Singapore Port


#1

Many here are familiar with the Port of Singapore.

With a thousand vessel within port limits at any given time and another few hundreds either at anchor just outside Port Limits (OPL), or passing through Singapore Strait daily without stopping, it is not an easy port to approach, or operate within.

It is also constantly changing due to reclamation and development of new facilities, as well as changing rules and regulations to go with it.

If you are heading there you would be advised to invest in these new Port Guides: http://www.hellenicshippingnews.com/ukho-launches-three-new-port-approach-guides-for-singapore/


This is Singapore
#2

If you are in world wide trade I would strongly recommend getting the (currently) 4 volume [I]Guide to Port Entry[/I]. Indispensable! It is also available as an e-book for +/- $500. Just tell your agent in your next arrival message that you require a copy.


#3

Singapore port is the leading bunkering port in the world and has had it’s fair share of cheats operating in the business.
NO MORE!! MPA has taken grip on the problem and now mandate that all bunker deliveries will be utilizing Mass Flow Metering system, which is tamper free: http://www.gard.no/web/updates/content/22097384/gard-alert-singapore-new-bunkering-procedures-

No more cat and mouse game and no more deals to be made between bunker suppliers, surveyors and Chief Engineers on the take.


#4

I feel the tears and hear the weeping and wailing of Greek C/E and Captains all over the world. Stealing bunkers was their 1st world wage adjustment mechanism!


#5

Moved from Only in Norway

[QUOTE=cmakin;192230]The Coffee Shop. . . is that the one that became “very interesting” once the sun went down? I haven’t been to Singapore in many decades, and I believe that it was at or near the foot of the pier. . .[/QUOTE]

Yes that is the one. Now long gone, but Clifford Pier is still there, although no longer a landing point for seafarers.
Here is what it looked like in the mid-1970’s or so:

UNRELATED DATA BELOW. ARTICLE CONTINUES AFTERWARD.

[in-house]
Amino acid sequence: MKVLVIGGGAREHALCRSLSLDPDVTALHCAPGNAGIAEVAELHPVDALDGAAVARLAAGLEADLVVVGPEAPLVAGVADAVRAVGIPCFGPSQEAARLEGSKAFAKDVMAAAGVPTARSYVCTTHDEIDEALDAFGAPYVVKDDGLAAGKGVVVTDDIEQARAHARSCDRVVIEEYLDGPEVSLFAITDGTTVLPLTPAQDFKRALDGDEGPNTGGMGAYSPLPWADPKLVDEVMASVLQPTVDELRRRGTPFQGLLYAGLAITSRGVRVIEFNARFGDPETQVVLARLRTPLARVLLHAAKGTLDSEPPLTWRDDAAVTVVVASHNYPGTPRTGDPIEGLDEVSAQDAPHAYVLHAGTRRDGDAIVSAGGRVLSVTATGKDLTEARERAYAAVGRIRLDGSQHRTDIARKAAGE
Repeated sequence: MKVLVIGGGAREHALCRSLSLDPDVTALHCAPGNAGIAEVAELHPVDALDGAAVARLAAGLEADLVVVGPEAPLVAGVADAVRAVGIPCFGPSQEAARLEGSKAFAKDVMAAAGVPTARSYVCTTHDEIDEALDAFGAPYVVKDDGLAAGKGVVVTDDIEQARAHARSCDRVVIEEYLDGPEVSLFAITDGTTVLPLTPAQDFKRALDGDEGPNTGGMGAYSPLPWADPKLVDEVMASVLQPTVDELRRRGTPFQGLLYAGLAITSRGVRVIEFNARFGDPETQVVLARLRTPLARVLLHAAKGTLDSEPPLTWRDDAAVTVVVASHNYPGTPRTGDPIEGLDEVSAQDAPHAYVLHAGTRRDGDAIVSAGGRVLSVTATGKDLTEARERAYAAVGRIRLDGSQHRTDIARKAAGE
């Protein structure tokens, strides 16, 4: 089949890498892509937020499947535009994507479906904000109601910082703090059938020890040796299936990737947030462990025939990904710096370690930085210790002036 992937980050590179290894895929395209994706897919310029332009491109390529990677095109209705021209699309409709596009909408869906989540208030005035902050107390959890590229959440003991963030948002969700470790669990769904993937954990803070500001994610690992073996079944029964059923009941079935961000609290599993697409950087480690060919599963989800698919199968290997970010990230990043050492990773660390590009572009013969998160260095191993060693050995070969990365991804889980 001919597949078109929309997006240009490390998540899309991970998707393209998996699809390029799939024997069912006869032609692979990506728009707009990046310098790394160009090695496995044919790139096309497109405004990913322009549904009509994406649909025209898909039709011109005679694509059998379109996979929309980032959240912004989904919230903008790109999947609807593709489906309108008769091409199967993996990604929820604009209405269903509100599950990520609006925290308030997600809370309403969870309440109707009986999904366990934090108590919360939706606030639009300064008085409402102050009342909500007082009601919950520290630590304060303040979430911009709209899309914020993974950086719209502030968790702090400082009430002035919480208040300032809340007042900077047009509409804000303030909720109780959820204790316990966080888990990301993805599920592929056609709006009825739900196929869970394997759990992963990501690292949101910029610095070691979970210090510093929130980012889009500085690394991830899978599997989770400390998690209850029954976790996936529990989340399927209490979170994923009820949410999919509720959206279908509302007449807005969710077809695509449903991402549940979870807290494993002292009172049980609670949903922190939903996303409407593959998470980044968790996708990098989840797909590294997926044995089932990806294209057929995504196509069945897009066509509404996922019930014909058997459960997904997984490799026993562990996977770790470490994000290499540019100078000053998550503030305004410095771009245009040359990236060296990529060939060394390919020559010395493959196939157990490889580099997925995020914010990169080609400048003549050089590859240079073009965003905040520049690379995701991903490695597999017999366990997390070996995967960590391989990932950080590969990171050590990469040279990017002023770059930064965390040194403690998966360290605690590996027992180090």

It is now an up-class Chinese Restaurant:


This picture is a few years old. It has been renovated and changed style since then.
The famous Clock used to hang from the rafters in the middle of the pier. It was the meeting point; “meet me under the clock” was the standard instruction.

The landing steps are still there, but now any bumboat you see is a replica, playing their trade as River Cruise boats on what is now a fresh water reservoir:

The view from Clifford Pier has also changed:

I don’t think you would recognize much if you returned today, although some of the old Singapore have been preserved, like the Fullerton Building, which housed the old General Post Office, the Marine Department and the Tax Office, among others
Here seen together with Clifford Pier back in the 70’s:

It is now the Fullerton Hotel, totally renovated but with the exterior largely preserved:


#6

Yeah, the older pictures are very much the way I remember it. Thanks.


#7

[QUOTE=cmakin;192248]Yeah, the older pictures are very much the way I remember it. Thanks.[/QUOTE]

Those were the days my friends.
Of course you could smell Singapore before you could see it in the 1960’s. Now it is squeaky clean, well organized and among the safest cities of it’s size in the world, but it was more fun then.


#8

The oldtimers on here may remember this one:

I used to get my sunglasses from the stall on the right there.

Or even more likely, this famous street:

Hilton and Ming Court Hotel in Orchard Road was built in early 1970’s:


The first McDonald’s in Singapore came in the basement of the low building on the left sometime later.


#9

This did not happen in Singapore, but a Malay Singaporean mediator solved a problem between an American and some Chinese tourists: http://www.straitstimes.com/singapore/singaporean-woman-uses-multilingual-skills-to-resolve-misunderstanding-between-american
Thanks heaven for multiculturalism and multi-lingualism in Singapore.


#10

[QUOTE=ombugge;192249]but it was more fun then.[/QUOTE]

when the whores and drink cost peanuts you mean


#11

[QUOTE=ombugge;192256]This did not happen in Singapore, but a Malay Singaporean mediator solved a problem between an American and some Chinese tourists: http://www.straitstimes.com/singapore/singaporean-woman-uses-multilingual-skills-to-resolve-misunderstanding-between-american
Thanks heaven for multiculturalism and multi-lingualism in Singapore.[/QUOTE]

Singapore is easily the most diverse city I have ever spent time in. And not much of a melting pot, either. I stayed near Pearl’s Hill Park, and spent most of my free time in China Town. I miss the food. Some of it. I tried to grab a bowl of peanut porrage from the alley cafe in the mornings to adapt my normal routine. But I just couldn’t learn to like it. So had bao and chysanthemum tea every morning. I have given up on finding chysanthenmum tea here. I’ve been to a couple of “bao” places over here, but its just not right. One place was selling “bao” that turned out to be tacos made with bao dough. How dare they call that bao?! There’s a new place I’m going to try: Bao Down. But I haven’t tried it yet. I don’t want to be disapointed and it looks painfully hipster. The purple ones with the yam inside, the lotus seed paste ones, so good. I’m so hungry.


#12

[QUOTE=seamanstan;192257]when the whores and drink cost peanuts you mean[/QUOTE]

Depends on your interests I presume.


#13